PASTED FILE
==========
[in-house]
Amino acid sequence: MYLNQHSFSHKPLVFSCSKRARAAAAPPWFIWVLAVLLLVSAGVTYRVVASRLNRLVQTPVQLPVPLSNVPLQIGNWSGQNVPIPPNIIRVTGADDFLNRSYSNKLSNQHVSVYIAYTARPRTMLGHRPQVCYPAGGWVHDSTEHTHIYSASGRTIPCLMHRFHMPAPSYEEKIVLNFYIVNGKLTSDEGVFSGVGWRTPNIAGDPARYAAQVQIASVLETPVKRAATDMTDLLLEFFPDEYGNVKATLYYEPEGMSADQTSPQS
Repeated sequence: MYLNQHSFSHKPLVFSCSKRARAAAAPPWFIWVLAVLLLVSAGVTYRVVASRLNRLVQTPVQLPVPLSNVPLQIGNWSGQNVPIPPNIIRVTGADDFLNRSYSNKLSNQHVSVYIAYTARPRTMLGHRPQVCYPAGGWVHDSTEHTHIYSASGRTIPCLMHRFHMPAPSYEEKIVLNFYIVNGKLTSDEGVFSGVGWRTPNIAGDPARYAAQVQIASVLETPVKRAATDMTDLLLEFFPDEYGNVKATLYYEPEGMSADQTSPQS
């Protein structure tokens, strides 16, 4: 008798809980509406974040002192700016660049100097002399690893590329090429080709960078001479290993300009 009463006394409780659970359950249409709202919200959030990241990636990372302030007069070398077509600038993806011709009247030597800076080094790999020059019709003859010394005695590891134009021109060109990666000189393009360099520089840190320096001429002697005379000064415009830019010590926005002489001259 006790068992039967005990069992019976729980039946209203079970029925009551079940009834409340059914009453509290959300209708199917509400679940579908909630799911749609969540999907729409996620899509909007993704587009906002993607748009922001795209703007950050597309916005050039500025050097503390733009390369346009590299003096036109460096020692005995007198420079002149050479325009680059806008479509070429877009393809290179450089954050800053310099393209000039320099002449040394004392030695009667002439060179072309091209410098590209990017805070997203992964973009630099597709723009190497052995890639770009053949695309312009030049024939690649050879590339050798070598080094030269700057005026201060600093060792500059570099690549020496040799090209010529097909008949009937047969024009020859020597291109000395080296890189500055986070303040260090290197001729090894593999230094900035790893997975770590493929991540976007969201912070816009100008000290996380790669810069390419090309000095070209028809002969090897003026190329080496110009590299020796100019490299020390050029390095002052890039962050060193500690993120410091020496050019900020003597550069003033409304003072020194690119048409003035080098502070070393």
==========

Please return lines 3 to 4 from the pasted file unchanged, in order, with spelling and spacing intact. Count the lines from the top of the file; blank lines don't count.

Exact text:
Repeated sequence: MYLNQHSFSHKPLVFSCSKRARAAAAPPWFIWVLAVLLLVSAGVTYRVVASRLNRLVQTPVQLPVPLSNVPLQIGNWSGQNVPIPPNIIRVTGADDFLNRSYSNKLSNQHVSVYIAYTARPRTMLGHRPQVCYPAGGWVHDSTEHTHIYSASGRTIPCLMHRFHMPAPSYEEKIVLNFYIVNGKLTSDEGVFSGVGWRTPNIAGDPARYAAQVQIASVLETPVKRAATDMTDLLLEFFPDEYGNVKATLYYEPEGMSADQTSPQS
């Protein structure tokens, strides 16, 4: 008798809980509406974040002192700016660049100097002399690893590329090429080709960078001479290993300009 009463006394409780659970359950249409709202919200959030990241990636990372302030007069070398077509600038993806011709009247030597800076080094790999020059019709003859010394005695590891134009021109060109990666000189393009360099520089840190320096001429002697005379000064415009830019010590926005002489001259 006790068992039967005990069992019976729980039946209203079970029925009551079940009834409340059914009453509290959300209708199917509400679940579908909630799911749609969540999907729409996620899509909007993704587009906002993607748009922001795209703007950050597309916005050039500025050097503390733009390369346009590299003096036109460096020692005995007198420079002149050479325009680059806008479509070429877009393809290179450089954050800053310099393209000039320099002449040394004392030695009667002439060179072309091209410098590209990017805070997203992964973009630099597709723009190497052995890639770009053949695309312009030049024939690649050879590339050798070598080094030269700057005026201060600093060792500059570099690549020496040799090209010529097909008949009937047969024009020859020597291109000395080296890189500055986070303040260090290197001729090894593999230094900035790893997975770590493929991540976007969201912070816009100008000290996380790669810069390419090309000095070209028809002969090897003026190329080496110009590299020796100019490299020390050029390095002052890039962050060193500690993120410091020496050019900020003597550069003033409304003072020194690119048409003035080098502070070393």